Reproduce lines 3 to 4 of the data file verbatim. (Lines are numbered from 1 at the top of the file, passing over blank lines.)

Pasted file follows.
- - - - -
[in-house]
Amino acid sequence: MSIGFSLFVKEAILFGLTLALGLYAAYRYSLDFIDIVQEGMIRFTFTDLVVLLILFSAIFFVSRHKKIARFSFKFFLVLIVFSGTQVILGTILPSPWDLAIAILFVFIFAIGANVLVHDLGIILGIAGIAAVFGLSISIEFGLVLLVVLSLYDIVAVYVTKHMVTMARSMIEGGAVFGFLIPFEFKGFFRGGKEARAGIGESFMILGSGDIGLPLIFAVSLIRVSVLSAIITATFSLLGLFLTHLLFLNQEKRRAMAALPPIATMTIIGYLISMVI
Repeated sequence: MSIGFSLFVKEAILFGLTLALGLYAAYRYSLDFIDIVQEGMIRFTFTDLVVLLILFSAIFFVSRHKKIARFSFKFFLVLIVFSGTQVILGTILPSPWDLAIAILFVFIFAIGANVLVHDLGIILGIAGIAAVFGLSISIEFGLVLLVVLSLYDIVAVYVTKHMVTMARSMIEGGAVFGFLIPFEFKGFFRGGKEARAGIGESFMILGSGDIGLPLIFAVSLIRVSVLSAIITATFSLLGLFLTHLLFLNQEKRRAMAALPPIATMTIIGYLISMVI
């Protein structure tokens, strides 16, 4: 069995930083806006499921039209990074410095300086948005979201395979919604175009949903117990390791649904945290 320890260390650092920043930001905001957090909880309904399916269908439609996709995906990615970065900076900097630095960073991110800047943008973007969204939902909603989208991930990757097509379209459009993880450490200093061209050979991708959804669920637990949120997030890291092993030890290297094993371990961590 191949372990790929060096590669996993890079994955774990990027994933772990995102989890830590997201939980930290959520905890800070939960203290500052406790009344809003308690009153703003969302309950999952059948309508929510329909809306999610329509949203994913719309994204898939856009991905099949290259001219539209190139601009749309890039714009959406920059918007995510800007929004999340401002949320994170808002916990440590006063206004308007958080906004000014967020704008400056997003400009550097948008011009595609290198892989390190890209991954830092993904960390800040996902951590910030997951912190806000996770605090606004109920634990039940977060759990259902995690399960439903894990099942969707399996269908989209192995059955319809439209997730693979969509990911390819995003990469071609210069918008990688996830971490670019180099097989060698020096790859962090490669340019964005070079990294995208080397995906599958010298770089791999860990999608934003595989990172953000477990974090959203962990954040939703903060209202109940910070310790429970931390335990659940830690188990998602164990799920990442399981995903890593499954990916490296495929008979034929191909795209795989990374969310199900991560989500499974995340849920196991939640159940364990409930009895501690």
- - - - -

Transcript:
Repeated sequence: MSIGFSLFVKEAILFGLTLALGLYAAYRYSLDFIDIVQEGMIRFTFTDLVVLLILFSAIFFVSRHKKIARFSFKFFLVLIVFSGTQVILGTILPSPWDLAIAILFVFIFAIGANVLVHDLGIILGIAGIAAVFGLSISIEFGLVLLVVLSLYDIVAVYVTKHMVTMARSMIEGGAVFGFLIPFEFKGFFRGGKEARAGIGESFMILGSGDIGLPLIFAVSLIRVSVLSAIITATFSLLGLFLTHLLFLNQEKRRAMAALPPIATMTIIGYLISMVI
């Protein structure tokens, strides 16, 4: 069995930083806006499921039209990074410095300086948005979201395979919604175009949903117990390791649904945290 320890260390650092920043930001905001957090909880309904399916269908439609996709995906990615970065900076900097630095960073991110800047943008973007969204939902909603989208991930990757097509379209459009993880450490200093061209050979991708959804669920637990949120997030890291092993030890290297094993371990961590 191949372990790929060096590669996993890079994955774990990027994933772990995102989890830590997201939980930290959520905890800070939960203290500052406790009344809003308690009153703003969302309950999952059948309508929510329909809306999610329509949203994913719309994204898939856009991905099949290259001219539209190139601009749309890039714009959406920059918007995510800007929004999340401002949320994170808002916990440590006063206004308007958080906004000014967020704008400056997003400009550097948008011009595609290198892989390190890209991954830092993904960390800040996902951590910030997951912190806000996770605090606004109920634990039940977060759990259902995690399960439903894990099942969707399996269908989209192995059955319809439209997730693979969509990911390819995003990469071609210069918008990688996830971490670019180099097989060698020096790859962090490669340019964005070079990294995208080397995906599958010298770089791999860990999608934003595989990172953000477990974090959203962990954040939703903060209202109940910070310790429970931390335990659940830690188990998602164990799920990442399981995903890593499954990916490296495929008979034929191909795209795989990374969310199900991560989500499974995340849920196991939640159940364990409930009895501690």